Kristin Hebert, dealer and vendor relations for Acadian Monitoring Services, said video monitoring is “our fastest growing business line. We have doubled our [video monitoring] every year for the past three yeas and we anticipate it will continue to grow in the next couple of years.

Using Sureview's Immix platform, which integrates with about 300 different devices, Acadian helps its dealers monitor a number of different devices.

Asked about unique applications, Hebert cited the monitoring of a shrimp plant in Louisiana, where cameras watch temperature gauges in various locations around the facility.

Another third-party central, Dynamark, does environmental monitoring for a chicken farm.

Both applications monitor for slight changes in temperature that if not monitored exactly could result in major revenue loss for the agribusiness customers.

Trey Alter, president and CEO of Dynamark, said his company is doing a lot business in video verification; wellness or activity monitoring (such as sensors that determine if an elderly parent has gotten up and moved around or taken medicine); and GPS monitoring applications.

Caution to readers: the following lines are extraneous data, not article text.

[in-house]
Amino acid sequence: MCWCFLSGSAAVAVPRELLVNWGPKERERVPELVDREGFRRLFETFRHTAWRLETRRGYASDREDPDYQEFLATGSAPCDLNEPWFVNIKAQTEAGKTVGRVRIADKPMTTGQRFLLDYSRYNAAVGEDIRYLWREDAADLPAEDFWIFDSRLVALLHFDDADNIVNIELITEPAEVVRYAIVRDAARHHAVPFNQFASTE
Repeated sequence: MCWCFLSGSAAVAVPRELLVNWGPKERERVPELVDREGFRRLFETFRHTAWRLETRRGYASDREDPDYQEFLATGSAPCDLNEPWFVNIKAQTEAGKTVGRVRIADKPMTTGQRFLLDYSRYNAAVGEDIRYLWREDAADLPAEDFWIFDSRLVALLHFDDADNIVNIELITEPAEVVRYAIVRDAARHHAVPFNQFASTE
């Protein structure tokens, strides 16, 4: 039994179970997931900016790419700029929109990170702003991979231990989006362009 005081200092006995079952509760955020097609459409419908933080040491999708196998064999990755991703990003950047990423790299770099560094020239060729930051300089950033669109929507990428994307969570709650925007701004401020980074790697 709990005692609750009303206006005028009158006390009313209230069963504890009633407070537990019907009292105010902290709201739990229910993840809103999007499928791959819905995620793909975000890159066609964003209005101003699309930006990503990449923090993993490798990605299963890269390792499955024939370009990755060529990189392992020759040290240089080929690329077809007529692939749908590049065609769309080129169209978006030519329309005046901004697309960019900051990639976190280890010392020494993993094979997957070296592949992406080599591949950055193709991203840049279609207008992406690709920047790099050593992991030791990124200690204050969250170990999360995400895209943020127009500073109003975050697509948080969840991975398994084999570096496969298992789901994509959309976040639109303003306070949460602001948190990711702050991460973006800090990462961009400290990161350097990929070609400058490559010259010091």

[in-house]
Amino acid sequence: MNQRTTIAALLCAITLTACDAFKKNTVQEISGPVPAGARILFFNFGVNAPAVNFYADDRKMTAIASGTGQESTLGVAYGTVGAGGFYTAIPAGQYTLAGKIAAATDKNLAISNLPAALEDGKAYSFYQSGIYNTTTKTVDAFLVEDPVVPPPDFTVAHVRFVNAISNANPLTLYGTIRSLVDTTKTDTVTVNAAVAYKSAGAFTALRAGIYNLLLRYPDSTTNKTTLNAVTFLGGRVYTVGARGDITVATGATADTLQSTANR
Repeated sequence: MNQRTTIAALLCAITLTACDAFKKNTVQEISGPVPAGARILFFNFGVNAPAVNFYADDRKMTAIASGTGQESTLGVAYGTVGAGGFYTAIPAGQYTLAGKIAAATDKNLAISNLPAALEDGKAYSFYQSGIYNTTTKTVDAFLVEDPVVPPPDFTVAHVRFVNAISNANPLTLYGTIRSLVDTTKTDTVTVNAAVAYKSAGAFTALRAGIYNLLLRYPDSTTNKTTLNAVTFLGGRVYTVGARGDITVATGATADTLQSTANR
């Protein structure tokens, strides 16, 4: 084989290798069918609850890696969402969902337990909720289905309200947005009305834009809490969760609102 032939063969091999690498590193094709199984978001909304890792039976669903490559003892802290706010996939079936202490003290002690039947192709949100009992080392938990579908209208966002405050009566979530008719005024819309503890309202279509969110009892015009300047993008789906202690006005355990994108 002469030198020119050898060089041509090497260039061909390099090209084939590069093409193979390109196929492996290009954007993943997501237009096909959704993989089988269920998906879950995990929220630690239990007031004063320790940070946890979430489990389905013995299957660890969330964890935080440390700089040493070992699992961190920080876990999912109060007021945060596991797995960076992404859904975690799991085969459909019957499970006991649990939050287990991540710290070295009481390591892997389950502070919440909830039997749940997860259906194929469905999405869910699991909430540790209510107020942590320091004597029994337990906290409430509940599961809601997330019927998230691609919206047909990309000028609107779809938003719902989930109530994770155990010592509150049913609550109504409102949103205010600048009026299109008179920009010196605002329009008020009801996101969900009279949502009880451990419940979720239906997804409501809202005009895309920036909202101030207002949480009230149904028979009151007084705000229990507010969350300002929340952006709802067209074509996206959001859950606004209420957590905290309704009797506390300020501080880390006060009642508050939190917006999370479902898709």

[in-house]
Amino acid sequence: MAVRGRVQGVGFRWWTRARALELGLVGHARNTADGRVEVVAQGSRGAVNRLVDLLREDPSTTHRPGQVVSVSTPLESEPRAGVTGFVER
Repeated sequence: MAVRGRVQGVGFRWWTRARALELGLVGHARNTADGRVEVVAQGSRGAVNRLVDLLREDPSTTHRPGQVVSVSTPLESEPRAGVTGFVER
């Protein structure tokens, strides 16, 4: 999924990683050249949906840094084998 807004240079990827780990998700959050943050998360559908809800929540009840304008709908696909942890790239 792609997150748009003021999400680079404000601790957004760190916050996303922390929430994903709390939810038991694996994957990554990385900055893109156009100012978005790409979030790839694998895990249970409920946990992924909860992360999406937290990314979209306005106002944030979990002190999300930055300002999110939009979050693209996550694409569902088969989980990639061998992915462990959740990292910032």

Alter noted that an important part of the evolution of central station monitoring is the increasing ubiquity of the smartphone. “When something bad happens, and we call [a customer] or they call us, the most powerful device is the smartphone,” Alter said.

He expects the interaction of customers and dealers with central stations will continue to evolve with more use of texting.

Alter said it's incumbent upon manufacturers of residential security products “to innovate the way we communicate with and manage our homes” rather than the bells and whistles of alarm panels. He and others also talked about the need for central stations to invest and update their education efforts internally and for dealers.

Security Central's Childers said the task at hand is determining which monitoring services and technologies are the most pertinent to dealers and customers. Time will tell, but in the meantime, monitoring stations need to promote IT education for their employees and look for new hires with IT skills, he said.

“[The Internet of Things] Is it huge? You betcha. Is it bigger than security? Probably,” Childers said.  For central stations to thrive in the future, thinking outside the box will not be enough, Childers said.  “We need to throw the box away.”